In this investigation of air pollution and neurologic effects, exposure to PM2.5 was associated with increasing prevalence of neurologic symptoms. We observed monotonic exposure-response relationships between 30-day PM2.5 and all neurologic symptom clusters. Average ozone levels, however, were not associated with most neurologic outcomes. While number of elevated ozone days (ozone >70 ppb) initially appeared to be associated with symptom prevalence, adjustment for co-pollutants suggested that PM2.5 was likely driving the associations observed with ozone exposure. Indeed, adjusting for PM2.5 exposure generally attenuated ozone-related associations, but adjusting for ozone exposure did not impact PM2.5-related effect estimates (Table 2 and Supplemental Tables 3 and 4;, suggesting that PM2.5 is the more relevant exposure in relation to prevalence of neurologic symptoms. PM2.5 was more strongly associated with neurologic symptoms among nonsmokers (compared with smokers) and during colder seasons (compared with spring/summer). We did not detect heterogeneity of effect by other social and demographic factors.

We observed a consistent relationship between 30-day average PM2.5 exposure and each cluster of neurologic symptoms, with the strongest associations for reporting multiple CNS symptoms. These findings are supported by previous research, as PM2.5 appears to be the most frequent component of air pollution associated with adverse CNS outcomes like neurodegenerative diseases and cognitive decline.10,19,20,22 While the ability of PM to promote initiation of neurodegenerative diseases remains unclear, its role in exacerbating disease severity is supported.21,26 In the absence of consensus regarding the relevant window of susceptibility for air pollution and neurologic effects, our findings suggest that expanding studies of air pollution’s neurologic impacts to earlier ages may be illuminating. Our observation that 30-day PM2.5, but not 7-day exposure, was associated with neurologic symptoms suggests that the 30-day metric may be more reflective of typical PM2.5 exposure, whereas the 7-day metric may introduce exposure misclassification because it is more heavily influenced by fluctuations in PM2.5 levels and therefore more likely to deviate from usual exposure.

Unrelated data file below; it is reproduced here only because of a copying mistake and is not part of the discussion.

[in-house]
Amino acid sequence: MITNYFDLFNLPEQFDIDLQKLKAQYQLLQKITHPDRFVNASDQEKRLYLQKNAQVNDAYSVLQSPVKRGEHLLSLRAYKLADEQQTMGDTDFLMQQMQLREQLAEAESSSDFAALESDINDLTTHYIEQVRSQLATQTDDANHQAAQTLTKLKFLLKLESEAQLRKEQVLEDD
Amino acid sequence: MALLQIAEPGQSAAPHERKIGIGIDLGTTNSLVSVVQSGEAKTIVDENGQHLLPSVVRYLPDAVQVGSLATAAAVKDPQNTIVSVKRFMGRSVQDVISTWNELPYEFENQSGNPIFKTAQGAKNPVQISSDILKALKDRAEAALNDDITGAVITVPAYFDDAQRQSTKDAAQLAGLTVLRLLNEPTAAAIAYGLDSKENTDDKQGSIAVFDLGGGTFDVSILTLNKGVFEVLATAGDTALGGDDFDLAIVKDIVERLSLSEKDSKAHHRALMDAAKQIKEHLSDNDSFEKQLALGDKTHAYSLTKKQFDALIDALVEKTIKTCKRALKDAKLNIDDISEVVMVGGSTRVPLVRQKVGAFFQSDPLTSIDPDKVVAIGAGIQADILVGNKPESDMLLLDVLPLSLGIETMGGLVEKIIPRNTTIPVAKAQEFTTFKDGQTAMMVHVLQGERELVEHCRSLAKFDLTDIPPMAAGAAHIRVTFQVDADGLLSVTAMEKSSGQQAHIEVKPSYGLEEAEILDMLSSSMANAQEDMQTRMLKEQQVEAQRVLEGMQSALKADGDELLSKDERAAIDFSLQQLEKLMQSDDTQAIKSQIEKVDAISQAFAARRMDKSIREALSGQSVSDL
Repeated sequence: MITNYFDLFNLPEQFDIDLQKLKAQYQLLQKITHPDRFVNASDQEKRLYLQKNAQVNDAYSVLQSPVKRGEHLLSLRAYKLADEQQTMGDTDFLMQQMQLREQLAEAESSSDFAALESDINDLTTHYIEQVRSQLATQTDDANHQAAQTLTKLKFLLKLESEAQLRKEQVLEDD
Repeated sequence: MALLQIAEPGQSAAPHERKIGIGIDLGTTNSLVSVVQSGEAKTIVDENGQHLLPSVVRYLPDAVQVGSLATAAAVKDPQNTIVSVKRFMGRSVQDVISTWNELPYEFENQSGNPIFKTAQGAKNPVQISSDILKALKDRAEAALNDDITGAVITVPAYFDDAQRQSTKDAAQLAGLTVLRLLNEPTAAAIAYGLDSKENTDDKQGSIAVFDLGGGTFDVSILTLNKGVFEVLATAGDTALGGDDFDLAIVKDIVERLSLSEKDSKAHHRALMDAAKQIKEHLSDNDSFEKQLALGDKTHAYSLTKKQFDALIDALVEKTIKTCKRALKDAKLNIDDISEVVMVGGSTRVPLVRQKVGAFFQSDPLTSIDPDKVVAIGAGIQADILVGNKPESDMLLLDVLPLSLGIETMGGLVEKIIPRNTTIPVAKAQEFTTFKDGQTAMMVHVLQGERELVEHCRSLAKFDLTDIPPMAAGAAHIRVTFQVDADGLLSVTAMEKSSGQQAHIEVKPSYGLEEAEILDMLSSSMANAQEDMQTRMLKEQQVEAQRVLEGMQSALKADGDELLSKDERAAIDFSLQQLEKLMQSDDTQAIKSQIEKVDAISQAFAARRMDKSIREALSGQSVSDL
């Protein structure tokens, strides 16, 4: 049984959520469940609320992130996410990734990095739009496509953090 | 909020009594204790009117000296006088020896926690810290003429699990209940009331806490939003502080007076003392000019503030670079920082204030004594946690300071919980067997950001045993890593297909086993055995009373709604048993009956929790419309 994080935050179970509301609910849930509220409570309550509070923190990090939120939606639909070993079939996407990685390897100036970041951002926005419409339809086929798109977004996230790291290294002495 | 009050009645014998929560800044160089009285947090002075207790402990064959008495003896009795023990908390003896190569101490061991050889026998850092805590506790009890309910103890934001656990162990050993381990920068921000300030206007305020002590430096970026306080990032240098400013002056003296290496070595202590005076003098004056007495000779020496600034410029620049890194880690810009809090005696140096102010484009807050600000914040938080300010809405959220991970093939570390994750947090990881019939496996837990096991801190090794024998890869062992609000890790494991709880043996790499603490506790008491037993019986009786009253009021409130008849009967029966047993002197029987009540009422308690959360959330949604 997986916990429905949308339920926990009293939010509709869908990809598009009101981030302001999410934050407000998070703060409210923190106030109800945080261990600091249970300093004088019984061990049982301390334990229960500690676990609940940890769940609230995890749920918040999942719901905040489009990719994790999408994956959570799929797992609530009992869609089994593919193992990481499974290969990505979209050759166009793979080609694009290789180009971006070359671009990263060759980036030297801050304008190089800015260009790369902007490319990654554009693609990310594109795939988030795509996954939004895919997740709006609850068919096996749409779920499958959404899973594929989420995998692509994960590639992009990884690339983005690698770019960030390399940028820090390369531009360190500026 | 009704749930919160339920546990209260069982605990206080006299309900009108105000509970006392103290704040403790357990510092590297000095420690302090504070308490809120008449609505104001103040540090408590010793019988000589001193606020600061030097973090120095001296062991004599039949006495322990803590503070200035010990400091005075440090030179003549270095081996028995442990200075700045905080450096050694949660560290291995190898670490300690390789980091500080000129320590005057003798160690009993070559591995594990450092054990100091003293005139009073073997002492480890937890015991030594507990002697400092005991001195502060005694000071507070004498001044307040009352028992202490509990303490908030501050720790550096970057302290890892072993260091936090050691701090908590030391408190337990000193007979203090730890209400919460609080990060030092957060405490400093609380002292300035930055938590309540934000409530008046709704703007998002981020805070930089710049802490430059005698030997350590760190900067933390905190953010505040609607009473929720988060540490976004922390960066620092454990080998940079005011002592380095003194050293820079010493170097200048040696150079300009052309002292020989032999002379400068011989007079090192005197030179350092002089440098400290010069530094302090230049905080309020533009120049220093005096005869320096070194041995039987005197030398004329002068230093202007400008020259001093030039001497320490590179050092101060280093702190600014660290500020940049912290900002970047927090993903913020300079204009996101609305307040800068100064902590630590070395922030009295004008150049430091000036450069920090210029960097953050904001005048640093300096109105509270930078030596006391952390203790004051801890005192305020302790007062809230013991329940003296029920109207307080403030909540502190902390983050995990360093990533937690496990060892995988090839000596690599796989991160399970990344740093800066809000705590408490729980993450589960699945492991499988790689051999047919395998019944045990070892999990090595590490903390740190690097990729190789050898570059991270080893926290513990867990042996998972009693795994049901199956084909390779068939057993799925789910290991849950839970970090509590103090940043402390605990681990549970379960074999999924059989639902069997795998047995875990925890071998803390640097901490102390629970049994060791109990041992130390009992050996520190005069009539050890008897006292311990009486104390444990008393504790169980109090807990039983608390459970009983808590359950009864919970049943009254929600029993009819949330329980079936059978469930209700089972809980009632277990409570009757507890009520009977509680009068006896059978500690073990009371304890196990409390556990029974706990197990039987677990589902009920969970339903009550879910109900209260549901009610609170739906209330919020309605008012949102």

In the present study, associations between ozone and neurologic symptoms were suggestive, although not as compelling as those with PM2.5. In contrast to a previous investigation that reported associations between ambient ozone levels and increased headache, fatigue, and difficulty concentrating in adults,33 we did not observe associations between ozone levels and CNS symptoms (including headache). We did, however, find that the highest ozone levels were associated with increased PNS symptoms. Additionally, exposure to ozone exceeding NAAQS was associated with all neurologic symptoms studied, although it is not clear whether this relationship persists independent of PM exposure.